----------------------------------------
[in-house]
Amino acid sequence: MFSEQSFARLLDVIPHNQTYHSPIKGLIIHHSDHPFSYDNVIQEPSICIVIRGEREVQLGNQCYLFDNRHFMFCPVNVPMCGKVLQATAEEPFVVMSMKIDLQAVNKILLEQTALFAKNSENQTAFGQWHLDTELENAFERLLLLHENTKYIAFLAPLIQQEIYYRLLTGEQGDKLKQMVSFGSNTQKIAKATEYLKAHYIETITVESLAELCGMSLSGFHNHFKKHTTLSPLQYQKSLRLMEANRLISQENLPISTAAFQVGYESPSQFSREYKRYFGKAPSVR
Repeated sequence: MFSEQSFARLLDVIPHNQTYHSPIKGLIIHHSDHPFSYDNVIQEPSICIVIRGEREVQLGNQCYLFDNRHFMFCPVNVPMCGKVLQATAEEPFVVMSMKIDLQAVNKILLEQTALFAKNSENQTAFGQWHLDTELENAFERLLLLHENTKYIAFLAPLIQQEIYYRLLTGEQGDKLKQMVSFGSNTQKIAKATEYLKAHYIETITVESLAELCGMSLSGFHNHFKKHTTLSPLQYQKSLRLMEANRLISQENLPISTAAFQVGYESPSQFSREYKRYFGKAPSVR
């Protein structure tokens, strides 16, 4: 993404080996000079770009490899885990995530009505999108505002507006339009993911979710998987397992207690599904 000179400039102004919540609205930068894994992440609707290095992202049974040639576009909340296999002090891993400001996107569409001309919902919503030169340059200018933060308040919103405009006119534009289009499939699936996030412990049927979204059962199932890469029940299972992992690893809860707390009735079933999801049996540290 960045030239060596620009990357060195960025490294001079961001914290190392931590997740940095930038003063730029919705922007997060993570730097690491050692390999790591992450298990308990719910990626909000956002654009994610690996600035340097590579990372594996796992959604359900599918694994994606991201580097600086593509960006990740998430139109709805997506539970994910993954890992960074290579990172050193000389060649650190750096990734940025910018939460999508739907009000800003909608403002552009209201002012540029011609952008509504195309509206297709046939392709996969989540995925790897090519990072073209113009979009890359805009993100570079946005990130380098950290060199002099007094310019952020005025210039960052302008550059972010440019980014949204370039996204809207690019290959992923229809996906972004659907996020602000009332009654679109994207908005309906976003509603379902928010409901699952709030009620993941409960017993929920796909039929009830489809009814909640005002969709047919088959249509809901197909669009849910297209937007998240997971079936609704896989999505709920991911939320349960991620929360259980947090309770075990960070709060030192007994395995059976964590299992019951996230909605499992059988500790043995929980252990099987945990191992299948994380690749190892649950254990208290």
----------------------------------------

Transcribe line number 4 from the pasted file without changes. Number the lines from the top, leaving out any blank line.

């Protein structure tokens, strides 16, 4: 993404080996000079770009490899885990995530009505999108505002507006339009993911979710998987397992207690599904 000179400039102004919540609205930068894994992440609707290095992202049974040639576009909340296999002090891993400001996107569409001309919902919503030169340059200018933060308040919103405009006119534009289009499939699936996030412990049927979204059962199932890469029940299972992992690893809860707390009735079933999801049996540290 960045030239060596620009990357060195960025490294001079961001914290190392931590997740940095930038003063730029919705922007997060993570730097690491050692390999790591992450298990308990719910990626909000956002654009994610690996600035340097590579990372594996796992959604359900599918694994994606991201580097600086593509960006990740998430139109709805997506539970994910993954890992960074290579990172050193000389060649650190750096990734940025910018939460999508739907009000800003909608403002552009209201002012540029011609952008509504195309509206297709046939392709996969989540995925790897090519990072073209113009979009890359805009993100570079946005990130380098950290060199002099007094310019952020005025210039960052302008550059972010440019980014949204370039996204809207690019290959992923229809996906972004659907996020602000009332009654679109994207908005309906976003509603379902928010409901699952709030009620993941409960017993929920796909039929009830489809009814909640005002969709047919088959249509809901197909669009849910297209937007998240997971079936609704896989999505709920991911939320349960991620929360259980947090309770075990960070709060030192007994395995059976964590299992019951996230909605499992059988500790043995929980252990099987945990191992299948994380690749190892649950254990208290």